My own view is that the heavy use of jargon that marks the various schools of Marxism isn’t proof that Marxism is “scientific” or even insightful. It is proof that there is an academic guild or priesthood that needs to invent complex, impenetrable language to protect not just its authority but its trade secret: that its ideas are not very deep. This phenomenon isn’t new. The haruspices of ancient Rome no doubt had ornate and complex explanations of why pigeon guts foretold the future. Most probably even believed those explanations. But that didn’t make them any less of a fraud.

Consider, for example, this nugget of prose:

If, for a while, the ruse of desire is calculable for the uses of discipline, soon the repetition of guilt, justification, pseudo-scientific theories, superstition, spurious authorities and classifications can be seen as the desperate effort to “normalize” formally the disturbance of a discourse of splitting that violates the rational, enlightened claims of its enunciatory modality. 

Fear not: I have no idea what this sentence — that’s right, it’s a single sentence — means, either. It comes from The Location of Culture, by post-colonial theorist Homi Bhabha. Mr. Bhabha is a wildly acclaimed professor of English. The reason I cite this famously good example of bad writing is to illustrate how so much academic theoretical writing serves as incantation. Like the abracadabra words offered by the ancient Roman priests, Marxist theory and its offshoots put rhetorical meat on the bones of remarkably simple ideas, sentiments, and phobias that are less the product of meticulously developed, reality-tested theories and more the expression of anti-rational grievance, alienation, and paranoia. In short, they are the adornments of romanticism.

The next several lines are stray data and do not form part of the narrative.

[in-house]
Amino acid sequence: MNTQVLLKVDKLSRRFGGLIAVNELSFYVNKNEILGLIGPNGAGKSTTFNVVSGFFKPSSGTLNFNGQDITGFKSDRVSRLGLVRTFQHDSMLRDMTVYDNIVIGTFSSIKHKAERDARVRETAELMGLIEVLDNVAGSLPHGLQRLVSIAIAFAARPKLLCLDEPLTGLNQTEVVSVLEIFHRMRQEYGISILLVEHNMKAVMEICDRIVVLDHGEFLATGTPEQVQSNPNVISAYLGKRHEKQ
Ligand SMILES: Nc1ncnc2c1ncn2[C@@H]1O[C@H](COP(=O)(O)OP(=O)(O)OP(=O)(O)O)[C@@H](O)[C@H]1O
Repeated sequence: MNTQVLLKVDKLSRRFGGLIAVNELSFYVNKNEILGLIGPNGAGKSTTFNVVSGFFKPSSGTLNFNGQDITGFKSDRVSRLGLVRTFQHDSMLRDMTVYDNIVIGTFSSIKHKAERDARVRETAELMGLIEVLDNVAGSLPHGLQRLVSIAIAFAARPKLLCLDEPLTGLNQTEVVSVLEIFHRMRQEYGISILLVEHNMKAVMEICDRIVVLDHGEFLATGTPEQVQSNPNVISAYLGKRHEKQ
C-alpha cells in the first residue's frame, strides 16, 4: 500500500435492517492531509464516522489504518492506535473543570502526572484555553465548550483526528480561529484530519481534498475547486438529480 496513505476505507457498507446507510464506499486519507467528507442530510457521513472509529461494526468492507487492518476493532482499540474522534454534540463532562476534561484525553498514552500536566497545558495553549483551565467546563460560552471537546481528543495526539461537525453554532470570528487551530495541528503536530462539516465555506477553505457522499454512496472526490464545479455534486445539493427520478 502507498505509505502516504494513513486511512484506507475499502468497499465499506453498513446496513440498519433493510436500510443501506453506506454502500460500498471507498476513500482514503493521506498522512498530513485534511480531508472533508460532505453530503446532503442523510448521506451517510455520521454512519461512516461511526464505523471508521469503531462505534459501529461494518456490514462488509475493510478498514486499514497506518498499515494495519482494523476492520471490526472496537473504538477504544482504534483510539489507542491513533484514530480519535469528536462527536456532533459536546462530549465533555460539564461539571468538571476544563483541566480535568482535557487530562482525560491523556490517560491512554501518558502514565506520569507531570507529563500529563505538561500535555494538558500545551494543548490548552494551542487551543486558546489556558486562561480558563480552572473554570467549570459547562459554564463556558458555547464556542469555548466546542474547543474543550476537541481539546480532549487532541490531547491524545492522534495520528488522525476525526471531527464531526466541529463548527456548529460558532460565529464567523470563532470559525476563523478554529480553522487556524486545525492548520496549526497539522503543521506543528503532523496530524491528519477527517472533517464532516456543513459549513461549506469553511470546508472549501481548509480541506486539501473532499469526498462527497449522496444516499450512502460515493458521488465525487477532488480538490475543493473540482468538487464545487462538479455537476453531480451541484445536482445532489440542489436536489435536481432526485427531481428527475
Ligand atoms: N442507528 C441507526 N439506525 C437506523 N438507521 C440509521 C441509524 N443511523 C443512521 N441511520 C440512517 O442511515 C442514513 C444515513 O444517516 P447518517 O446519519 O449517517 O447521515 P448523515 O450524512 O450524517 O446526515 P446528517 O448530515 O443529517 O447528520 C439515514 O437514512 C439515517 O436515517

“Romanticism” is a messy word, but what I mean by it is fairly straightforward: the tradition of rebellion against the Enlightenment and the scientific revolution, as launched by Rousseau and a variety of poets, artists, and political theorists. In the eternal battle between facts and feelings, romanticism is the battle flag for the forces of feelings. In its myriad ideological manifestations, romanticism holds that abstract rules — of science, the market, even constitutional democracy — are a ruse, a form of exploitation that denies our true humanity for the benefit of those who have rigged the system. A romantic ranks feelings, instincts, passions, and intuitions above cold and unlovely dictates of reason and rules. “Man is born free but is everywhere in chains,” proclaimed Rousseau. Moreover, external restraints are not only unjust, they are personal. The evils — real or perceived — of “the system” are the result of human agency or design. Thus the cultural theorists’ obsession with power: Those without it are always the victims of those with it.